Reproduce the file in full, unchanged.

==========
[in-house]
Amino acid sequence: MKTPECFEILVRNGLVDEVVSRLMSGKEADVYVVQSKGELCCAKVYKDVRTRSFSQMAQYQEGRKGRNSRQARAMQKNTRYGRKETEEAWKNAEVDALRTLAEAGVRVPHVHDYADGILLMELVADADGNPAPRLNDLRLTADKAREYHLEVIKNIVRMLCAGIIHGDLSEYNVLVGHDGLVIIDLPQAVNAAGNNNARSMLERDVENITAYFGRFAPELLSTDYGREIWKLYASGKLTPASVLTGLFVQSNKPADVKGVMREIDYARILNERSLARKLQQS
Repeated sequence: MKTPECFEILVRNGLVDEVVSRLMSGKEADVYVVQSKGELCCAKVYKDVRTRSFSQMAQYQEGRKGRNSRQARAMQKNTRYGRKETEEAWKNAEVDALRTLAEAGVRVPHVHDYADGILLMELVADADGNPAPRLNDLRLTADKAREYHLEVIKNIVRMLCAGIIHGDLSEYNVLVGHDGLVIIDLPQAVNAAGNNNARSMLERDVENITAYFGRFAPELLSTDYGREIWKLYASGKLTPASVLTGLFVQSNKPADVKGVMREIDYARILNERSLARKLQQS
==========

[in-house]
Amino acid sequence: MKTPECFEILVRNGLVDEVVSRLMSGKEADVYVVQSKGELCCAKVYKDVRTRSFSQMAQYQEGRKGRNSRQARAMQKNTRYGRKETEEAWKNAEVDALRTLAEAGVRVPHVHDYADGILLMELVADADGNPAPRLNDLRLTADKAREYHLEVIKNIVRMLCAGIIHGDLSEYNVLVGHDGLVIIDLPQAVNAAGNNNARSMLERDVENITAYFGRFAPELLSTDYGREIWKLYASGKLTPASVLTGLFVQSNKPADVKGVMREIDYARILNERSLARKLQQS
Repeated sequence: MKTPECFEILVRNGLVDEVVSRLMSGKEADVYVVQSKGELCCAKVYKDVRTRSFSQMAQYQEGRKGRNSRQARAMQKNTRYGRKETEEAWKNAEVDALRTLAEAGVRVPHVHDYADGILLMELVADADGNPAPRLNDLRLTADKAREYHLEVIKNIVRMLCAGIIHGDLSEYNVLVGHDGLVIIDLPQAVNAAGNNNARSMLERDVENITAYFGRFAPELLSTDYGREIWKLYASGKLTPASVLTGLFVQSNKPADVKGVMREIDYARILNERSLARKLQQS